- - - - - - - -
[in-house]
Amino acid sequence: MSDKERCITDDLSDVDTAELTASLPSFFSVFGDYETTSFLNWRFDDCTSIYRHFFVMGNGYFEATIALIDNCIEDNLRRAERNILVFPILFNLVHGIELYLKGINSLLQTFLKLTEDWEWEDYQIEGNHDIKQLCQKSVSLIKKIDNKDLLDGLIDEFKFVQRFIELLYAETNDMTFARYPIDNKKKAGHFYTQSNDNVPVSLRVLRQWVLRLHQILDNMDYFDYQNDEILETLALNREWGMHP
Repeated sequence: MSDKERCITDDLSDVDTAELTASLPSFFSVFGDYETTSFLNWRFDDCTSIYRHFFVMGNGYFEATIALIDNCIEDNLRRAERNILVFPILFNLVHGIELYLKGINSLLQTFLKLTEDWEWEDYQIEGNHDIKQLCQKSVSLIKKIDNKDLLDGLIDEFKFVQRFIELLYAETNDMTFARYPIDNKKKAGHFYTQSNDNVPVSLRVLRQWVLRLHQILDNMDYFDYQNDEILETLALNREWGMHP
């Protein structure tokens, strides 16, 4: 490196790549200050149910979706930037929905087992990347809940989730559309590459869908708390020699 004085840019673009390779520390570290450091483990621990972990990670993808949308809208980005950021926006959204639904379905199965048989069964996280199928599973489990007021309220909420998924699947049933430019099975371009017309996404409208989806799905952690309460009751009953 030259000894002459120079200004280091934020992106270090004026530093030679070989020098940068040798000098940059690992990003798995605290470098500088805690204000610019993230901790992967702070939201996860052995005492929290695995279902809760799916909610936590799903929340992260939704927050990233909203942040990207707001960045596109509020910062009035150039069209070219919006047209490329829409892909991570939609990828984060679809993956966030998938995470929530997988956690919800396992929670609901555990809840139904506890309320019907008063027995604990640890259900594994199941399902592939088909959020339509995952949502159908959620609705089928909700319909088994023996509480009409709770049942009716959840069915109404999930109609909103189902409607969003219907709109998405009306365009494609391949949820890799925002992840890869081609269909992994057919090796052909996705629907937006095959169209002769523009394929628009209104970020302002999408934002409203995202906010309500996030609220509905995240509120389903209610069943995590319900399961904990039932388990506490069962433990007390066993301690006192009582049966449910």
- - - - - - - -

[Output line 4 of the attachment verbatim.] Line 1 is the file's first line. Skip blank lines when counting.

């Protein structure tokens, strides 16, 4: 490196790549200050149910979706930037929905087992990347809940989730559309590459869908708390020699 004085840019673009390779520390570290450091483990621990972990990670993808949308809208980005950021926006959204639904379905199965048989069964996280199928599973489990007021309220909420998924699947049933430019099975371009017309996404409208989806799905952690309460009751009953 030259000894002459120079200004280091934020992106270090004026530093030679070989020098940068040798000098940059690992990003798995605290470098500088805690204000610019993230901790992967702070939201996860052995005492929290695995279902809760799916909610936590799903929340992260939704927050990233909203942040990207707001960045596109509020910062009035150039069209070219919006047209490329829409892909991570939609990828984060679809993956966030998938995470929530997988956690919800396992929670609901555990809840139904506890309320019907008063027995604990640890259900594994199941399902592939088909959020339509995952949502159908959620609705089928909700319909088994023996509480009409709770049942009716959840069915109404999930109609909103189902409607969003219907709109998405009306365009494609391949949820890799925002992840890869081609269909992994057919090796052909996705629907937006095959169209002769523009394929628009209104970020302002999408934002409203995202906010309500996030609220509905995240509120389903209610069943995590319900399961904990039932388990506490069962433990007390066993301690006192009582049966449910």